Meteor Shower Photography

 Perseids, Meteor_showers, August 2020
An incredible fireball pierces the sky over Barrier Lake,Alberta.

Catching an elusive meteor is harder than one might think. I’ve wanted a shot like this (above) for at least 6 years! However, even while pursuing the most rare of photographic opportunities, there is something to be said for simply witnessing a meteor shower like Perseid’s, and seeing many of these beautiful meteors for yourself, camera or not.

Camera settings for meteors are fairly standard- A wireless trigger and a tripod are of course, essential. Next, you will want to start with F2.8, and I never moved my Fstop the whole night. Following that, you’ll want to do is turn the Autofocus off. This is because you’ll focus on infinity and lock the lens at this point. Be sure to take a separate exposure of the foreground landscape that you’re shooting, so you can blend two photos if you want later. You can leave your white balance on Auto, or adjust it to 4000┬░Kelvin.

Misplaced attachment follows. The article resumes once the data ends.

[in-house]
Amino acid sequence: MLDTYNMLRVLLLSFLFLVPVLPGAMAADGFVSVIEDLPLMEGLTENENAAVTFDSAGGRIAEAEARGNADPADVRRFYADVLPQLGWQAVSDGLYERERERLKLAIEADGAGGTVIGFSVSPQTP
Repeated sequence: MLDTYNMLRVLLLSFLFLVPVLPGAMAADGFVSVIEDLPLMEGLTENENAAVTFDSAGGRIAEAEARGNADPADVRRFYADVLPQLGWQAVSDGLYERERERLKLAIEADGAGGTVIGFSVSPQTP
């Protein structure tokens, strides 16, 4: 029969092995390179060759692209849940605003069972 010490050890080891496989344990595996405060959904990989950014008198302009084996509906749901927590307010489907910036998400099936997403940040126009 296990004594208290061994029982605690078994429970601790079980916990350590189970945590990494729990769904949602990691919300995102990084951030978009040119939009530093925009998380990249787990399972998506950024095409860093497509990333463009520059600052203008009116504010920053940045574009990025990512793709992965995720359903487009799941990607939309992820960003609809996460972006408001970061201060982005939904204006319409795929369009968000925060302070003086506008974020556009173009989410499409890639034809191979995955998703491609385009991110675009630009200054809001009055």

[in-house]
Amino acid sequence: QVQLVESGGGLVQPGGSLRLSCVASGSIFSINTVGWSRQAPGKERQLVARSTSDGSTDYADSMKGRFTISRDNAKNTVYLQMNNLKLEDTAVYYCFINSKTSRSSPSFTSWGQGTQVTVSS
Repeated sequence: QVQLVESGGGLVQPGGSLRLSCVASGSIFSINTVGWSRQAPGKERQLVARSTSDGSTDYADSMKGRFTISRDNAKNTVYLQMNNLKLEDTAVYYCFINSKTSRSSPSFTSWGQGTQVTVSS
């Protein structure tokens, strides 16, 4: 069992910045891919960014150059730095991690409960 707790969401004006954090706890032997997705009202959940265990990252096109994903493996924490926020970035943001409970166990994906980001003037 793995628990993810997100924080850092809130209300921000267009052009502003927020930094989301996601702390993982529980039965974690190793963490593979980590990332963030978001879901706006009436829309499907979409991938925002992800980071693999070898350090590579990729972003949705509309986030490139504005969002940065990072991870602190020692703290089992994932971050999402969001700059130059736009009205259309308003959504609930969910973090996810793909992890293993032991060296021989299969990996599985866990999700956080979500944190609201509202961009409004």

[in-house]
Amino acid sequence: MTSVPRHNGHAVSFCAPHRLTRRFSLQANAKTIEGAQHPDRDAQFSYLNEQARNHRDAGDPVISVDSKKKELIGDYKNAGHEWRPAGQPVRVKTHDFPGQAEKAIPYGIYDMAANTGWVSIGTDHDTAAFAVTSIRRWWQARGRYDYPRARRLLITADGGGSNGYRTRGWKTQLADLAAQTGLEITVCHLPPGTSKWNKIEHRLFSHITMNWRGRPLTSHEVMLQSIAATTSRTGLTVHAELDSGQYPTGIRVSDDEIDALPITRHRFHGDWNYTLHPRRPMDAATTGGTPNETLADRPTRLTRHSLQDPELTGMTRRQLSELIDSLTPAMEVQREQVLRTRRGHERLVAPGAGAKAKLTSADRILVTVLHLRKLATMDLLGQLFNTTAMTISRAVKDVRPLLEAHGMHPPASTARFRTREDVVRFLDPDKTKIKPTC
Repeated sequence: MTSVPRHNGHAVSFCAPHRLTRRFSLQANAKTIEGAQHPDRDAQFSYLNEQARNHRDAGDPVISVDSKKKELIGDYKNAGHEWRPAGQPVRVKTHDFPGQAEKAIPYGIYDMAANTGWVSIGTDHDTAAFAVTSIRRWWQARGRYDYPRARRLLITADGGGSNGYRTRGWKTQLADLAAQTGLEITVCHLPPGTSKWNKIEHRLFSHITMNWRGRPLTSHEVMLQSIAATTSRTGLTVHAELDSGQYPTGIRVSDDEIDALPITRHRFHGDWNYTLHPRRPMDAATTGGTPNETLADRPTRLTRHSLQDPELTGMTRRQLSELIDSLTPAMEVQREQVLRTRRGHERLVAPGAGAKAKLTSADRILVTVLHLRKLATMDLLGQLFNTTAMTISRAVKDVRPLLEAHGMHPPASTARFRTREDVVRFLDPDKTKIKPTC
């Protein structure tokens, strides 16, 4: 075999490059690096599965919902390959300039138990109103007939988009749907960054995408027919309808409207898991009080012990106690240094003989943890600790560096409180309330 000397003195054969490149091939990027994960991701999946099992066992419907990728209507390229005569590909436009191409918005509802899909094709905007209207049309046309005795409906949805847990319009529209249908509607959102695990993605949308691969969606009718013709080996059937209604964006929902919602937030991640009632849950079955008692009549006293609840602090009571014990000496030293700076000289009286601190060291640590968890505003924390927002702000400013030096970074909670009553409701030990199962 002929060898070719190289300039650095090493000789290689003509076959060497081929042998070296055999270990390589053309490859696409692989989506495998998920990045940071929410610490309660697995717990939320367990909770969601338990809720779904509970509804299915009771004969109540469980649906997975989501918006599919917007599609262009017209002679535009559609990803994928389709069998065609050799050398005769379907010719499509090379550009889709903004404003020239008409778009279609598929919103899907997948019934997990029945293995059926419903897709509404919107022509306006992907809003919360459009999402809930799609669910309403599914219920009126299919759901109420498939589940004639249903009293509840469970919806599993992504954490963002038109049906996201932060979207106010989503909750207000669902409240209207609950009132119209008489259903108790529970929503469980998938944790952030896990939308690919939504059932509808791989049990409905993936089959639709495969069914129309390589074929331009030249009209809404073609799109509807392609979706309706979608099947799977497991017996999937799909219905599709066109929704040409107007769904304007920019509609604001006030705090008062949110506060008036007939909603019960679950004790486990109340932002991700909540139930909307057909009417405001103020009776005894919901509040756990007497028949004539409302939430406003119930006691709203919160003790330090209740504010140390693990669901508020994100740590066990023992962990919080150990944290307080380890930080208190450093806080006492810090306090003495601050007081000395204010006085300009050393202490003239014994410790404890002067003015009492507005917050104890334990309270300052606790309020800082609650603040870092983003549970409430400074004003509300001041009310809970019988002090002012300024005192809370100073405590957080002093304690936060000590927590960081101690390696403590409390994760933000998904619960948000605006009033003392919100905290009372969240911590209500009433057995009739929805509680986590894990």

Often after you return home and examine your photos more closely, you will find you’ve caught more meteors than perhaps first thought. Additionally, be sure to shoot in RAW so you have a lot of editing freedom later. Change up your composition, try portrait orientation as well as landscape.

Be courteous of other photographers around you- use your red headlamp to look at your camera, or step out of the way so as to not light up someone else nearby’s photo. Keep bear spray handy if you’re in the mountains of Alberta, and bring a lawn chair and blanket. You can set your camera to continuous shooting and just sit back and take in the show yourself! Have fun!

Check out the Meteor Shower Calendar to plan for your next opportunity.

I use the Star Walk app to help find my spots in the night sky.

Meteor showers, Perseids, Camera settings for meteor showers
Photographed with the beautiful Tamron 24-70F2.8

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